Richland's six-year Transportation Improvement Program will head to the city council with the planning commission's recommendation -- but also with the request that the council prioritize a study of the controversial Rachel Road extension.
The commission wants the study to bring in the public and others involved and look at options including not building the road at all.
The commission also wants the study done before any future work on the road.
"I think we need to do the study. I think we need to have people's input," said James Utz, chairman of the planning commission, during the group's meeting Wednesday night.
The nine-member commission's vote was unanimous and came about 11 p.m. after almost four hours of public comments and discussion.
The council will have the final say on the Transportation Improvement Program, and is expected to discuss it at a meeting in mid- June.
The city doesn't immediately plan to extend Rachel Road, but a connection between Leslie Road and Steptoe Street has been identified for years as an eventual need.
The future connection has gained attention in recent months as the proposed Clearwater Creek subdivision worked its way through city government. The city is requiring right of way in the subdivision for the road.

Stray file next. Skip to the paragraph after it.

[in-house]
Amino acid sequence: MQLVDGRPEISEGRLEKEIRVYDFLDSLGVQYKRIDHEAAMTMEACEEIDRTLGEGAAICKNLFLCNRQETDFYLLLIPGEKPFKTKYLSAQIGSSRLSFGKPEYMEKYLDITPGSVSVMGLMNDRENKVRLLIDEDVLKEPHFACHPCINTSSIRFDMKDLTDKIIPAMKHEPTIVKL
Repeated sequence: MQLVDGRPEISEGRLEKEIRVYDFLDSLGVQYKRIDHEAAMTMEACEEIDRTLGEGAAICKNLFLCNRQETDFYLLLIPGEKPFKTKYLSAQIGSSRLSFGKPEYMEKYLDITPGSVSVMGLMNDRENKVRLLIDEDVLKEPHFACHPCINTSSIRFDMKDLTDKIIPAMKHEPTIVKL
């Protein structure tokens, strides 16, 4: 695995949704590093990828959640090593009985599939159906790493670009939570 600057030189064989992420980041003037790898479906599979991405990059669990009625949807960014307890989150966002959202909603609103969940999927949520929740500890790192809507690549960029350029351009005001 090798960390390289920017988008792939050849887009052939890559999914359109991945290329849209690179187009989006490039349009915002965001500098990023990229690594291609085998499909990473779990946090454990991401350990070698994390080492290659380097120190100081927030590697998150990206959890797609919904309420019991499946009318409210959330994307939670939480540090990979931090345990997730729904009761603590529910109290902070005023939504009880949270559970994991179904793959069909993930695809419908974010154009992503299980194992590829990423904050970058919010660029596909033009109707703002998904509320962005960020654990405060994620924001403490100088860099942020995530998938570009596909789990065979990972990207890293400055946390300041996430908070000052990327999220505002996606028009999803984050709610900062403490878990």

Numerous community members have opposed developing the road at public meetings, primarily because of concern about harm to the Amon Creek Natural Preserve. The preserve is between Leslie Road and the proposed subdivision, in the path of the potential future road.
The Kennewick School District is interested in land for a future elementary school within Clearwater Creek and has said a road from Leslie near Rachel to the subdivision would be needed to accommodate traffic from the school and create enough access.
The subdivision isn't yet a done deal, but the city council is expected to vote Tuesday on the preliminary plat and finalizing some zoning changes to make way for the project.
-- Sara Schilling: 509-582-1529; firstname.lastname@example.org; Twitter: @saraTCHerald